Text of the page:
Ireland's sailing, boating & maritime magazine

Final Races to Decide Youth Sailing Titles on Dublin Bay

7th April 2018
Topper dinghies reach a weather mark in the first day of racing for the class at the Irish Sailing Youth Pathway National Championships Topper dinghies reach a weather mark in the first day of racing for the class at the Irish Sailing Youth Pathway National Championships Credit:

After a fickle day three of the Volvo Youth National Sailing Championships, dinghy class leaders clung to the top of their respective scoresheets but only just.

Organisers were also breathing a sigh of relief after completing the minimum race requirements for the championships in three classes as tricky light southerly winds and fog on Dublin Bay threatened the 2018 schedule.

Following Thursday's heavy air start then Friday’s cancellation of racing due to near gale force winds, the third day offered completely different challenges.

Against the odds, race officials did well to complete a number of races on three separate Bay courses.

Although the race management teams planned an early start to the day, early morning fog was slow to clear but left a moderate breeze in its place. This gave way to near calm conditions by lunchtime followed by a return of sea fog with competitor boats gathered close to their committee boats before racing resumed in the mid-afternoon.

Three more classes joined the championships today in what turned out to be a six-hour day afloat, bringing the turnout to 196 boats and 213 competitors. 

The Irish Sailing event is being co-hosted by the National YC and Royal St. George YC.

Optimists postponed 2064Optimist dinghies line up for a start that is then postponed

In the Optimist trials event, Justin Lucas of the Royal Cork Yacht Club saw his lead pared back a little by national champion Rian Geraghty-McDonnell of the National Yacht Club in second place but still has a comfortable seven-point lead. 

Laser postponed 1959Overall leader Jamie McMahon (213000) among a fleet of 34 Laser Radials waiting for racing to resume at the Committee Boat in Scotsman's Bay

After two straight wins on Thursday in the Laser Radial class, Howth Yacht Club’s Jamie McMahon also retains the overall lead of his class but with unrelenting pressure from Peter Fagan of the Royal St. George Yacht Club just two points behind. 

420 Ferguson v McGovern 1992Overall 420 leaders Nicola Ferguson and Fiona Ferguson (56032) of the National Yacht Club neck and neck with fourth overall Grace O'Beirne and Kathy Kelly of the Royal St George Yacht Club in the beat to the finish of race five Photo:

Nicola Ferguson and Fiona Ferguson of the National Yacht Club and Gemma McDowell with Emma Gallagher of Malahide Yacht Club are on the same eight points of the 420 class proving their abilities across the wind range over the two days.

Meanwhile, of the three classes that joined the event today, Alana Coakley of the Royal St George Yacht Club leads the Laser 4.7 fleet, David Jones of the Royal Cork Yacht Club leads the Topper 5.3 class while Christian Houlihan of Blessington Sailing Club leads the Topper 4.2 class.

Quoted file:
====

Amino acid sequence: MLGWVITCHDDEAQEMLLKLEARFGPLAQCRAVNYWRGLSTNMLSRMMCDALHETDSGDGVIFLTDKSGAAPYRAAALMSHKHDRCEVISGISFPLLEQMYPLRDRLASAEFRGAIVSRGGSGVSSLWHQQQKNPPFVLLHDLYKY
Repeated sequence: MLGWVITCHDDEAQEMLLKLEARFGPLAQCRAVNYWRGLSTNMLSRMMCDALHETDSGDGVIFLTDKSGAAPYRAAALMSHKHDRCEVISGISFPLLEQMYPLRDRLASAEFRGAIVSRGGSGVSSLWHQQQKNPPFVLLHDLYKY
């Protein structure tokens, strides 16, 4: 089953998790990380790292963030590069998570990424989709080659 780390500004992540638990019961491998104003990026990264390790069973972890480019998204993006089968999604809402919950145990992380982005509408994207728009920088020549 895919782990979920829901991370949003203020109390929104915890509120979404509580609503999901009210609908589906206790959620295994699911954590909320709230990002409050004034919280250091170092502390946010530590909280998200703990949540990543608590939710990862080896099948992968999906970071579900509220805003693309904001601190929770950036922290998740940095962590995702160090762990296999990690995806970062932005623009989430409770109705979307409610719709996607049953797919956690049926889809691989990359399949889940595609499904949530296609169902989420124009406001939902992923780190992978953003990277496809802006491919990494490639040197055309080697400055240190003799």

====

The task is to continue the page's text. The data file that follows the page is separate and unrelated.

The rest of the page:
Sunday’s final day is scheduled to again have an early start with Warning Signals on all courses planned for 1000 hrs and up to four races – weather permitting.

youth Nationals postpone

See overall results here

Published in ISA Team

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Irish Sailing

The Irish Sailing Association, also known as Irish Sailing, is the national governing body for sailing, powerboating and windsurfing in Ireland.

Founded in 1945 as the Irish Dinghy Racing Association, it became the Irish Yachting Association in 1964 and the Irish Sailing Association in 1992.

Irish Sailing is a Member National Authority (MNA) of World Sailing and a member of the Olympic Federation of Ireland.

The Association is governed by a volunteer board, elected by the member clubs. Policy Groups provide the link with members and stakeholders while advising the Board on specialist areas. There is a professional administration and performance staff, based at the headquarters in Dun Laoghaire, Co. Dublin.

Core functions include the regulation of sailing education, administering racing and selection of Irish sailors for international competition. It is the body recognised by the Olympic Federation of Ireland for nominating Irish qualified sailors to be considered for selection to represent Ireland at the Olympic Games. Irish sailors have medalled twice at the Olympics – David Wilkins and Jamie Wikinson at the 1980 games, and Annalise Murphy at the 2016 games.

The Association, through its network of clubs and centres, offers curriculum-based training in the various sailing, windsurfing and powerboating disciplines. Irish Sailing qualifications are recognised by Irish and European Authorities. Most prominent of these are the Yachtmaster and the International Certificate of Competency.

It runs the annual All-Ireland Championships (formerly the Helmsman’s Championship) for senior and junior sailors.

The Association has been led by leading lights in the sailing and business communities. These include Douglas Heard, Clayton Love Junior, John Burke and Robert Dix.

Close to 100 sailors have represented Ireland at the Olympic and Paralympic Games.

Membership of Irish Sailing is either by direct application or through membership of an affiliated organisation. The annual membership fee ranges from €75 for families, down to €20 for Seniors and Juniors.